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J Obstet Gynaecol Can. 2013 Oct;35(10):905-913. doi: 10.1016/S1701-2163(15)30812-4.

Maternal and newborn health profile in a first nations community in Canada.

Author information

1
Departments of Medicine and Clinical Epidemiology, McMaster University, Hamilton ON; Chanchlani Research Centre, McMaster University, Hamilton ON.
2
Chanchlani Research Centre, McMaster University, Hamilton ON.
3
Department of Pediatrics, McMaster University, Hamilton ON.
4
Departments of Obstetrics and Gynecology and Radiology, McMaster University, Hamilton ON.
5
Population Health Research Institute, Hamilton ON.
6
Six Nations Birthing Centre, Ohsweken ON.
7
Department of Pediatrics, McMaster University, Hamilton ON; Population Health Research Institute, Hamilton ON.
8
Departments of Medicine and Clinical Epidemiology, McMaster University, Hamilton ON; Population Health Research Institute, Hamilton ON.
9
Six Nations Health Services, Ohsweken ON.
10
Departments of Medicine and Clinical Epidemiology, McMaster University, Hamilton ON; Chanchlani Research Centre, McMaster University, Hamilton ON; Population Health Research Institute, Hamilton ON.

Abstract

in English, French

OBJECTIVES:

We sought to characterize maternal health profiles and birth outcomes among First Nations people living in Southern Ontario.

METHODS:

We performed a retrospective chart review of all 453 women from the Six Nations Reserve, Ontario, who were pregnant between 2005 and 2010. Maternal health behaviours, past medical history, physical measurements, birth outcomes, and newborn characteristics were abstracted. Key maternal and newborn characteristics were compared with those of a cohort of non-First Nations women recruited from nearby Hamilton, Ontario.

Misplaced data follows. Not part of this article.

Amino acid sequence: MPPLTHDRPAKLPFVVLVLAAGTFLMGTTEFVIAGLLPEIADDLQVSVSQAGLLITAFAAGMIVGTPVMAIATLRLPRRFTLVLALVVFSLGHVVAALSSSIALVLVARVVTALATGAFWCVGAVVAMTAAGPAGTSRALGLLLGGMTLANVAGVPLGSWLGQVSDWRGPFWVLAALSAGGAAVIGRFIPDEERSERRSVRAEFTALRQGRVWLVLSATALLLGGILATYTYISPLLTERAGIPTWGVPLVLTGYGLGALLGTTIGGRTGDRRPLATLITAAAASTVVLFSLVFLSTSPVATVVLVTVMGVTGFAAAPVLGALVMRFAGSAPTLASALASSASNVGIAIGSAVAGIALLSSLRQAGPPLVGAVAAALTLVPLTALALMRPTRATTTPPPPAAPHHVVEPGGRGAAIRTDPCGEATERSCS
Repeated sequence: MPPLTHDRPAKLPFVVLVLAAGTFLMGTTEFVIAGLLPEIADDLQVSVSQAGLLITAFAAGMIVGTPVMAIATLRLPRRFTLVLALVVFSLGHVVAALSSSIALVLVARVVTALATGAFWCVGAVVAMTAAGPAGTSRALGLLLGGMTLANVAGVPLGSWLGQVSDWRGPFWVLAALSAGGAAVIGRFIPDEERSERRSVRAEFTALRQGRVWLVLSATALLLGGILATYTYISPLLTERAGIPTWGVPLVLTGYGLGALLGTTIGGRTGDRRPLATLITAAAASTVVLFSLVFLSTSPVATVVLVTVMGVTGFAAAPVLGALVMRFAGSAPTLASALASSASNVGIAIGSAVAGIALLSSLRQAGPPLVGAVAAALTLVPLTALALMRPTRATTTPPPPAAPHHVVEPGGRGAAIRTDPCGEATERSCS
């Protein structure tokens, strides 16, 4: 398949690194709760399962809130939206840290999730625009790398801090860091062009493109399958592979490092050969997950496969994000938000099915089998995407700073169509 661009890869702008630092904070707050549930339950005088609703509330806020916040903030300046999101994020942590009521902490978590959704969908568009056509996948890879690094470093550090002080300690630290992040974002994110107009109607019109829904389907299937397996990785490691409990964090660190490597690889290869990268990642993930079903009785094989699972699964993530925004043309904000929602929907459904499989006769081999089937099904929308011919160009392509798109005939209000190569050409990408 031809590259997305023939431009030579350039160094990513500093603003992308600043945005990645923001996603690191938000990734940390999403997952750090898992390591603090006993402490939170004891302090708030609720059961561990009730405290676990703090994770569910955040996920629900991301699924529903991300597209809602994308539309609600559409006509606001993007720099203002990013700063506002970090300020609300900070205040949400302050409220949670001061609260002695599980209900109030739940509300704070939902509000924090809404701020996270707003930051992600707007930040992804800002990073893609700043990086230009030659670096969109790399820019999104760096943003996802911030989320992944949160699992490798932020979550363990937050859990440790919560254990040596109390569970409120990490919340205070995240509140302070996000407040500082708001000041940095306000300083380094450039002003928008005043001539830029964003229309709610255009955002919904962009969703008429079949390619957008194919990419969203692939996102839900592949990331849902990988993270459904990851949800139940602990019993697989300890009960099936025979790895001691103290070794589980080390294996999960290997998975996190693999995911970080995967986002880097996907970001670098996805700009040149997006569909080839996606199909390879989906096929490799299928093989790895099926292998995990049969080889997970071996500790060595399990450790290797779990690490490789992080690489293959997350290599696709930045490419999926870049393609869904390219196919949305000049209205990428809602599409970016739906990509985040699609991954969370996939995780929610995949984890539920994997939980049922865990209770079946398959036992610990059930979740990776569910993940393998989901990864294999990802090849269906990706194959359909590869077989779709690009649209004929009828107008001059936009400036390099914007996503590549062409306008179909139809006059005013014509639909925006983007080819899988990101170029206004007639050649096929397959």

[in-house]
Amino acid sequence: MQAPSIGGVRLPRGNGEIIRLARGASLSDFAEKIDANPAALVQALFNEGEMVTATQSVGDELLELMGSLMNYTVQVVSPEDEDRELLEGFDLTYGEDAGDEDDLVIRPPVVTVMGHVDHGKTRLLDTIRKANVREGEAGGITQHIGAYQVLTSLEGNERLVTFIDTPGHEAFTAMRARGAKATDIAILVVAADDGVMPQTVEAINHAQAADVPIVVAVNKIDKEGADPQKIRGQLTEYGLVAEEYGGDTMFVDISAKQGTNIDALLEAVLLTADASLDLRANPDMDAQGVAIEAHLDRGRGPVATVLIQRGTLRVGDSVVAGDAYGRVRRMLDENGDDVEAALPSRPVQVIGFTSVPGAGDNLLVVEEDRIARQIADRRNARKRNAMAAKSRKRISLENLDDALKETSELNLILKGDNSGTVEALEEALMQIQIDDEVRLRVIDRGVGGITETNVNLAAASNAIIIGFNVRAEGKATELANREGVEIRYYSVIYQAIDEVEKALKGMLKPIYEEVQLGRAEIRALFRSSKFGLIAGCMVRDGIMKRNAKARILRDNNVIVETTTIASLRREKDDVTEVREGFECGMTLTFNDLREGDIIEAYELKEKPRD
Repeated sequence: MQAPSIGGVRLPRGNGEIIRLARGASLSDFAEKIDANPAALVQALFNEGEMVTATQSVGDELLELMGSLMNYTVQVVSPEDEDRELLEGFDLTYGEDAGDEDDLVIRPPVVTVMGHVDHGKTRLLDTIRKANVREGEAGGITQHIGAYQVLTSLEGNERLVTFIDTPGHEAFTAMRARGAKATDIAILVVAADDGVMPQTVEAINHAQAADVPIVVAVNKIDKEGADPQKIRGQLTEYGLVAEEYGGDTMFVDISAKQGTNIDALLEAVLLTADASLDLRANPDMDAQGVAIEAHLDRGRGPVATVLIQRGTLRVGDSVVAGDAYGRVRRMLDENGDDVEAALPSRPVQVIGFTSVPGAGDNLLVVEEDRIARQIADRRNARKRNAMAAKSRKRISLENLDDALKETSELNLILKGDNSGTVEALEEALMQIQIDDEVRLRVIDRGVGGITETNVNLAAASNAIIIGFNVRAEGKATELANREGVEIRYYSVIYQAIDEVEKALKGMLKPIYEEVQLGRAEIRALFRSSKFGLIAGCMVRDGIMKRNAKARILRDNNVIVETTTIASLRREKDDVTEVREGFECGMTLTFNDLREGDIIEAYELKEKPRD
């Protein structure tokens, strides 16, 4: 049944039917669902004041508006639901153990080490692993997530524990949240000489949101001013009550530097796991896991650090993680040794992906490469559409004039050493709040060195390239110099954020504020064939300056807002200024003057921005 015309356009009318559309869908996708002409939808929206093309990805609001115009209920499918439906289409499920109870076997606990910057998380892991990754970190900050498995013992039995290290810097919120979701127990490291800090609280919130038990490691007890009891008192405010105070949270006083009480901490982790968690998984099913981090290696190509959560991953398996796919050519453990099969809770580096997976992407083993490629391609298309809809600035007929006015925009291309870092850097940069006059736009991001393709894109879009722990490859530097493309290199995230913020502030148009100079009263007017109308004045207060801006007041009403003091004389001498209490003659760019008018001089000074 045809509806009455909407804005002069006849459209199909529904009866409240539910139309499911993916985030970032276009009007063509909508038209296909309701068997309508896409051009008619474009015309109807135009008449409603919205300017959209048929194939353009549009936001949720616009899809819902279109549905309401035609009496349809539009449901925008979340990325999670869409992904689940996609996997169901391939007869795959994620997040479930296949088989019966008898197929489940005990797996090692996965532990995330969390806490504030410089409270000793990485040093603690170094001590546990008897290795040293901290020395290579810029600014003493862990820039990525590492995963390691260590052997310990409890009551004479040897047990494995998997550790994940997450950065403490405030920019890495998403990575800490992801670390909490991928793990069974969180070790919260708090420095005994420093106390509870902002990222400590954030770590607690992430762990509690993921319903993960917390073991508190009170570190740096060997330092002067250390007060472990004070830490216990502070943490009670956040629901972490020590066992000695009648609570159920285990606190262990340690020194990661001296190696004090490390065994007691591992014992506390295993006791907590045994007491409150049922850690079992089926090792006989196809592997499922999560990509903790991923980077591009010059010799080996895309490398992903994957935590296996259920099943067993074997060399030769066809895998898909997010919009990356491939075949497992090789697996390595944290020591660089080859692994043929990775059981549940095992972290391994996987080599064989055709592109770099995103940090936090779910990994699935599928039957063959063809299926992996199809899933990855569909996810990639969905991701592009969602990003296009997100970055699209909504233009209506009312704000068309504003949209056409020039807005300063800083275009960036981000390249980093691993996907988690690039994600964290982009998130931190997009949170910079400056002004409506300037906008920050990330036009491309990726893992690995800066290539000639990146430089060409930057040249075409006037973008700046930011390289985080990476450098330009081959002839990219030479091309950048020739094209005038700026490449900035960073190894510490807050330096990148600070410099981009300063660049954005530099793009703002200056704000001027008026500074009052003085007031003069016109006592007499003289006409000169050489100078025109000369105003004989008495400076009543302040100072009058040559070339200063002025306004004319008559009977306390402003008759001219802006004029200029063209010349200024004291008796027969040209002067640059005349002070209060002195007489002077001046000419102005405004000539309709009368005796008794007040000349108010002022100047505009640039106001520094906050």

RESULTS:

The average age of women in the study cohort was 25.1 ± 6.2 (mean ± SD) years, and 75.8% were multiparous. The mean pre-pregnancy BMI was 28.3 ± 6.6 kg/m(2), and the average weight gain in pregnancy was 14.9 ± 8.3 kg. Mean weight gain during pregnancy was inversely associated with pre-pregnancy BMI, and 57.1% of women gained more than the recommended weight. The prevalence of type 2 diabetes or gestational diabetes was 4.7%, hypertension was present before or during pregnancy in 5.6%, and 35% used tobacco during pregnancy. The mean gestational age at delivery was 39.5 ± 1.7 weeks and the mean crude birth weight was 3619 ± 557 g. The main determinants of newborn weight included sex of the newborn, pre-pregnancy BMI, and weight gain during pregnancy. Compared with a contemporary cohort of 622 non-First Nations mothers and newborns, First Nations mothers were, on average, younger (25.1 vs. 32.1 years; P < 0.001), had a higher mean pre-pregnancy BMI (28.3 vs. 26.8 kg/m(2); P < 0.001), and were more likely to use tobacco during pregnancy (35.0% vs. 14.4%; P < 0.001). First Nations newborns had significantly higher mean birth weight (+176 grams) and length (+2.3 cm) than non-First Nations newborns.

CONCLUSION:

First Nations mothers from the Six Nations Reserve tended to have a high pre-pregnancy BMI, tended to gain more than the recommended weight during pregnancy, and commonly used tobacco during pregnancy. Programs to prevent overweight/obesity and excess weight gain during pregnancy and to minimize smoking are required among women of child-bearing age in this community.

KEYWORDS:

Aboriginal; First Nations; birth outcomes; determinants of health; maternal health

PMID:
24165058
DOI:
10.1016/S1701-2163(15)30812-4
[Indexed for MEDLINE]
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